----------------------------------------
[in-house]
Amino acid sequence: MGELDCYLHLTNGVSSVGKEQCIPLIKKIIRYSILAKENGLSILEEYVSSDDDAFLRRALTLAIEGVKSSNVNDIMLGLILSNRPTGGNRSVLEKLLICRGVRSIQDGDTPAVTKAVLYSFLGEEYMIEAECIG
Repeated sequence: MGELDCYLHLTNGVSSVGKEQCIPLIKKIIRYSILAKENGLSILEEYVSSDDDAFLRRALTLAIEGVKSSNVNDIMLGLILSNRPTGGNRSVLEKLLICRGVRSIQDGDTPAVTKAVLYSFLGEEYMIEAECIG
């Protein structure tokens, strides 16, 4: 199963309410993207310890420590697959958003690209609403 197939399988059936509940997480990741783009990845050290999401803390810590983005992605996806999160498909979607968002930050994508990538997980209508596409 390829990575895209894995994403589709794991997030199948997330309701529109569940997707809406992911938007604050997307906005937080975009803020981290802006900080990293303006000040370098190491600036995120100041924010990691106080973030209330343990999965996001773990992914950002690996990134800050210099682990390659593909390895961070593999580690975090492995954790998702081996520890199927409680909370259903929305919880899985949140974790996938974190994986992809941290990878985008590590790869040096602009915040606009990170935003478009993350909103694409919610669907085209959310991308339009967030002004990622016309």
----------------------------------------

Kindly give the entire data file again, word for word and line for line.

[in-house]
Amino acid sequence: MGELDCYLHLTNGVSSVGKEQCIPLIKKIIRYSILAKENGLSILEEYVSSDDDAFLRRALTLAIEGVKSSNVNDIMLGLILSNRPTGGNRSVLEKLLICRGVRSIQDGDTPAVTKAVLYSFLGEEYMIEAECIG
Repeated sequence: MGELDCYLHLTNGVSSVGKEQCIPLIKKIIRYSILAKENGLSILEEYVSSDDDAFLRRALTLAIEGVKSSNVNDIMLGLILSNRPTGGNRSVLEKLLICRGVRSIQDGDTPAVTKAVLYSFLGEEYMIEAECIG
């Protein structure tokens, strides 16, 4: 199963309410993207310890420590697959958003690209609403 197939399988059936509940997480990741783009990845050290999401803390810590983005992605996806999160498909979607968002930050994508990538997980209508596409 390829990575895209894995994403589709794991997030199948997330309701529109569940997707809406992911938007604050997307906005937080975009803020981290802006900080990293303006000040370098190491600036995120100041924010990691106080973030209330343990999965996001773990992914950002690996990134800050210099682990390659593909390895961070593999580690975090492995954790998702081996520890199927409680909370259903929305919880899985949140974790996938974190994986992809941290990878985008590590790869040096602009915040606009990170935003478009993350909103694409919610669907085209959310991308339009967030002004990622016309």